Improved fire detection with new ultra-sensitive, ultraviolet light sensor

February 17, 2015

A new study published today in Scientific Reports has discovered that a material traditionally used in ceramics, glass and paint, can be manipulated to produce an ultra-sensitive UV light sensor, paving the way for improved fire and gas detection.

Researchers at the University of Surrey's Advanced Technology Institute manipulated , producing nanowires from this readily available material to create a ultra-violet light detector which is 10,000 times more sensitive to UV light than a traditional zinc oxide detector.

Currently, photoelectric smoke sensors detect larger found in dense smoke, but are not as sensitive to small particles of smoke from rapidly burning fires.

Researchers believe that this new material could increase sensitivity and allow the sensor to detect distinct particles emitted at the early stages of fires, paving the way for specialist sensors that can be deployed in a number of applications.

"UV light detectors made from zinc oxide have been used widely for some time but we have taken the material a step further to massively increase its performance. Essentially, we transformed zinc oxide from a flat film to a structure with bristle-like nanowires, increasing surface area and therefore increasing sensitivity and reaction speed," said Professor Ravi Silva, co-author of the study and head of the Advanced Technology Institute.

The team predict that the applications for this material could be far reaching. From fire and gas detection to air pollution monitoring, they believe the sensor could also be incorporated into , such as phones and tablets, to increase speed, with a response time 1000 times faster than traditional zinc oxide detectors.

"This is a great example of a bespoke, designer nanomaterial that is adaptable to personal needs, yet still affordable. Due to the way in which this material is manufactured, it is ideally suited for use in future flexible electronics, a hugely exciting area," added Professor Silva.

Explore further: Nanotechnology changes behavior of materials

Related Stories

Nanotechnology changes behavior of materials

January 23, 2015

One of the reasons solar cells are not used more widely is cost—the materials used to make them most efficient are expensive. Engineers are exploring ways to print solar cells from inks, but the devices don't work as well.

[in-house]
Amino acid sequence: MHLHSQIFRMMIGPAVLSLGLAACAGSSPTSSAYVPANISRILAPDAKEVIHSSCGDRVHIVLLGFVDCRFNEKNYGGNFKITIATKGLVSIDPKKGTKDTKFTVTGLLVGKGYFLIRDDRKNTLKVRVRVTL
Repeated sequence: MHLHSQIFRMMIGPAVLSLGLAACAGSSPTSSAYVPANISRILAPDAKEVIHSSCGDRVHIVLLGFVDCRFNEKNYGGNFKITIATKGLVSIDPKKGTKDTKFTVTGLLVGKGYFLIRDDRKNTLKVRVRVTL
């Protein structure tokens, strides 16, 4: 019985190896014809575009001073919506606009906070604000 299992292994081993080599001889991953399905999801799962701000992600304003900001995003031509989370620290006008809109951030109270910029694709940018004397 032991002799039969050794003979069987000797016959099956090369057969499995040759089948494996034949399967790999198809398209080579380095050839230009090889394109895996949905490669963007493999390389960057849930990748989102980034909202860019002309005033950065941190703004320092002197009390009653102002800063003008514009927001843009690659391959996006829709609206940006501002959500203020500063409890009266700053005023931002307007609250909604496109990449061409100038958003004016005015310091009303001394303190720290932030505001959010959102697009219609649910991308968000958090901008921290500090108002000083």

Image: Agricultural fires in Indochina

February 2, 2015

The Moderate Resolution Imaging Spectroradiometer (MODIS) on NASA's Aqua satellite collected this natural-color image which detected dozens of fires burning in Indochina on February 02, 2015.

Researchers develop battery-less chemical detector

April 6, 2011

(PhysOrg.com) -- Unlike many conventional chemical detectors that require an external power source, Lawrence Livermore researchers have developed a nanosensor that relies on semiconductor nanowires, rather than traditional ...

New sensor passes litmus test

October 29, 2013

(Phys.org) —Edith Cowan University researchers have drawn on their expertise in nanotechnology to update the humble pH sensor, replacing traditional glass electrode devices that have been in use since the 1930s with a new ...

Predicting fatigue: Nanocrystals reveal damaged material

November 29, 2012

A small crack in a metal wheel caused Germany's worst-ever rail accident—the 1998 Eschede train disaster. The problem: it was practically impossible to detect damage of that nature to a metal by inspecting it externally. ...

Recommended for you

Chinese fans trash blackout as Google AI wins again

May 25, 2017

Chinese netizens fumed Thursday over a government ban on live coverage of Google algorithm AlphaGo's battle with the world's top Go player, as the programme clinched their three-match series in the ancient board game.

Shedding light on how humans walk... with robots

May 24, 2017

Learning how to walk is difficult for toddlers to master; it's even harder for adults who are recovering from a stroke, traumatic brain injury, or other condition, requiring months of intensive, often frustrating physical ...

0 comments

Please sign in to add a comment. Registration is free, and takes less than a minute. Read more

Click here to reset your password.
Sign in to get notified via email when new comments are made.